For Financial Institutions, Technology Spend Equals Long-Term Solvency

Investments made by banks of all sizes result in a better economic outlook thanks to the efficiency and experience technology drives

New reporting shows that investing in technology may have a short-term impact on financial institutions’ bottom line, as consumer expectations for digital continue to drive the demand for innovation in banking. According to the Financial Times, two of the biggest banks – Bank of America and JPMorgan Chase – expect rising costs to constrain otherwise blockbuster Q3 results. But in the wake of healthy interest and fee income and rebounding consumer confidence as the current COVID wave wanes, the efficiency will help deliver long-term benefits for the banking industry.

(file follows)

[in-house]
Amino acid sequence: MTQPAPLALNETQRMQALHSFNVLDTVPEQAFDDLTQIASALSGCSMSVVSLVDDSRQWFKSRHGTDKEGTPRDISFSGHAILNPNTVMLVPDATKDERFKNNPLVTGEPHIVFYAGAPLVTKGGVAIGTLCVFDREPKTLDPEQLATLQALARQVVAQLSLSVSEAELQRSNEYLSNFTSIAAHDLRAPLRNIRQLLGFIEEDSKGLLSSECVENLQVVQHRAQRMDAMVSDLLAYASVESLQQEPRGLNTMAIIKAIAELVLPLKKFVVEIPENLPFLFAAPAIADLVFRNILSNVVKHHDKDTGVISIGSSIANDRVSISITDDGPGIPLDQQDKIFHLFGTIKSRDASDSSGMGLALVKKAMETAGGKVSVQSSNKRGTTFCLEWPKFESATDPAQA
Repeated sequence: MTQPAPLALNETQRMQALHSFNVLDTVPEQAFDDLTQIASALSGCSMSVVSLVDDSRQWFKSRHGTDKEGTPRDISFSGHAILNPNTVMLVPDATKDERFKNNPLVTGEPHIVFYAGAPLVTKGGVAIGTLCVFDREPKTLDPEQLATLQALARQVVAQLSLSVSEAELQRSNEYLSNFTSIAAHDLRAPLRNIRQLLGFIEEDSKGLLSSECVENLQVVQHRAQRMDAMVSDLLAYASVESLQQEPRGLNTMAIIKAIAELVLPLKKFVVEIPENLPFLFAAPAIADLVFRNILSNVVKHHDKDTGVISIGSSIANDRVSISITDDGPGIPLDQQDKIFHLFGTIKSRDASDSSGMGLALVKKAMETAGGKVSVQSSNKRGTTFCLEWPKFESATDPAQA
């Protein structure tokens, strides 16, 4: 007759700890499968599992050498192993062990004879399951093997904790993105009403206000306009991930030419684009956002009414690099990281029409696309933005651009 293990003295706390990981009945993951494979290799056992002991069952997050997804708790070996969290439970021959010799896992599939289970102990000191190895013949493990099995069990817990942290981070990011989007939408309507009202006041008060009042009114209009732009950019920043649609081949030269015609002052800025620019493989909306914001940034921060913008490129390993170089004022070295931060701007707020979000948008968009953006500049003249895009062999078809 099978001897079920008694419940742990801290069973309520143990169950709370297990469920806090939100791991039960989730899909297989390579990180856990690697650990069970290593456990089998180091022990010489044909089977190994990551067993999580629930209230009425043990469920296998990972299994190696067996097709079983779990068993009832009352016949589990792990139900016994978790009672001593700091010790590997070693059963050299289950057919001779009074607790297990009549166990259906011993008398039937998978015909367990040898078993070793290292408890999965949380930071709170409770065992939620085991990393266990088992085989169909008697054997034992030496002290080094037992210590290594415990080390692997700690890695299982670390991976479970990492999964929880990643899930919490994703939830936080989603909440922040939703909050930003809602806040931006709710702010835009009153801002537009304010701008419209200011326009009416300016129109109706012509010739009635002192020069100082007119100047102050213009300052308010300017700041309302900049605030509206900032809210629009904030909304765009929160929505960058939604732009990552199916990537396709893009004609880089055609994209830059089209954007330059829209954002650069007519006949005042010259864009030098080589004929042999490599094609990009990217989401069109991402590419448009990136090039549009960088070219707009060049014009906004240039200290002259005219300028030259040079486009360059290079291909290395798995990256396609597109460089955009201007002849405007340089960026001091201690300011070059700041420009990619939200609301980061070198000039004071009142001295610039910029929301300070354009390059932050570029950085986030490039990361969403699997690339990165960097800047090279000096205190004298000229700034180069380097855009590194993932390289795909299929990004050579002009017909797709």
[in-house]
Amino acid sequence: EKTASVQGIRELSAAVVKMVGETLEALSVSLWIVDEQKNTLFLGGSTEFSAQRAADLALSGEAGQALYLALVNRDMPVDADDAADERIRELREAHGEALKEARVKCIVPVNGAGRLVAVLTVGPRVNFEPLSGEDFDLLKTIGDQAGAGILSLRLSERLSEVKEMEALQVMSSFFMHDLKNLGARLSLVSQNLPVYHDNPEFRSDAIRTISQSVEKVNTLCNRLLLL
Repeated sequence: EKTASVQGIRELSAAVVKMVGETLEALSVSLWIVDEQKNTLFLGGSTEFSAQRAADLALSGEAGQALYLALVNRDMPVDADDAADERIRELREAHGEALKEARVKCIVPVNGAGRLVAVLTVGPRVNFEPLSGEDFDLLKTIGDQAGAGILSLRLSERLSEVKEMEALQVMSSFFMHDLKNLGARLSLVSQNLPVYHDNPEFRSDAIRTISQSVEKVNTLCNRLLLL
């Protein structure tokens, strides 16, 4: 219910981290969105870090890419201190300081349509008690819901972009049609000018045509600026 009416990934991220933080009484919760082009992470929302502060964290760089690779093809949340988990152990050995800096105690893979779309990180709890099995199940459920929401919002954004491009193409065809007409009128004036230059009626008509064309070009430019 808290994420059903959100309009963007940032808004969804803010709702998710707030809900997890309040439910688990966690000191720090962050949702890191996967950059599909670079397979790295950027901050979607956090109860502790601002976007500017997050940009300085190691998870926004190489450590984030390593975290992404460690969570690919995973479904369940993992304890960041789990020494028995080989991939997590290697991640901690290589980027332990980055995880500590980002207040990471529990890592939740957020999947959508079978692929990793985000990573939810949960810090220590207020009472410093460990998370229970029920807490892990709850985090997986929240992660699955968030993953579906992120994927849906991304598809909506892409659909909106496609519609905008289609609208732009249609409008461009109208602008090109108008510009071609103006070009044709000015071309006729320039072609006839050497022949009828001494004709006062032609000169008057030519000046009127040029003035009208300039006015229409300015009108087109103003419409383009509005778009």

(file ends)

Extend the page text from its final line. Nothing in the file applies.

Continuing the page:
For community banking, the proof is already in the pudding. At the end of September, the FDIC reported that community-based financial institutions that invested more in technology before the pandemic ended up ramping up lending and raking in more deposits over the last year and half than did those with more meager earmarks for tech. According to ABA Banking Journal’s coverage of the report: “For many community banks and their customers, the pandemic was a crash course in the use of technology in all facets of banking,” the report’s authors wrote. While digital filled in a gap, it also accelerated consumer demand.

Source: Insider Intelligence, March 2021

According to Insider Intelligence: “Meanwhile, the overall proportion of US adult digital-banking users – those who use services at least monthly – is expected to increase from 75.4% in 2021 to 80.4% in 2025.” But while consumers see technology serving at least a proportion of their transactional needs, they still want a branch nearby when they need it, a fact reaffirmed by recent research finding that the “ability to visit a bank branch as the most important retail bank benefit,” according to Insider Intelligence. It’s that combination of digital and physical delivery that will simultaneously deliver more growth to banks and more value to consumers.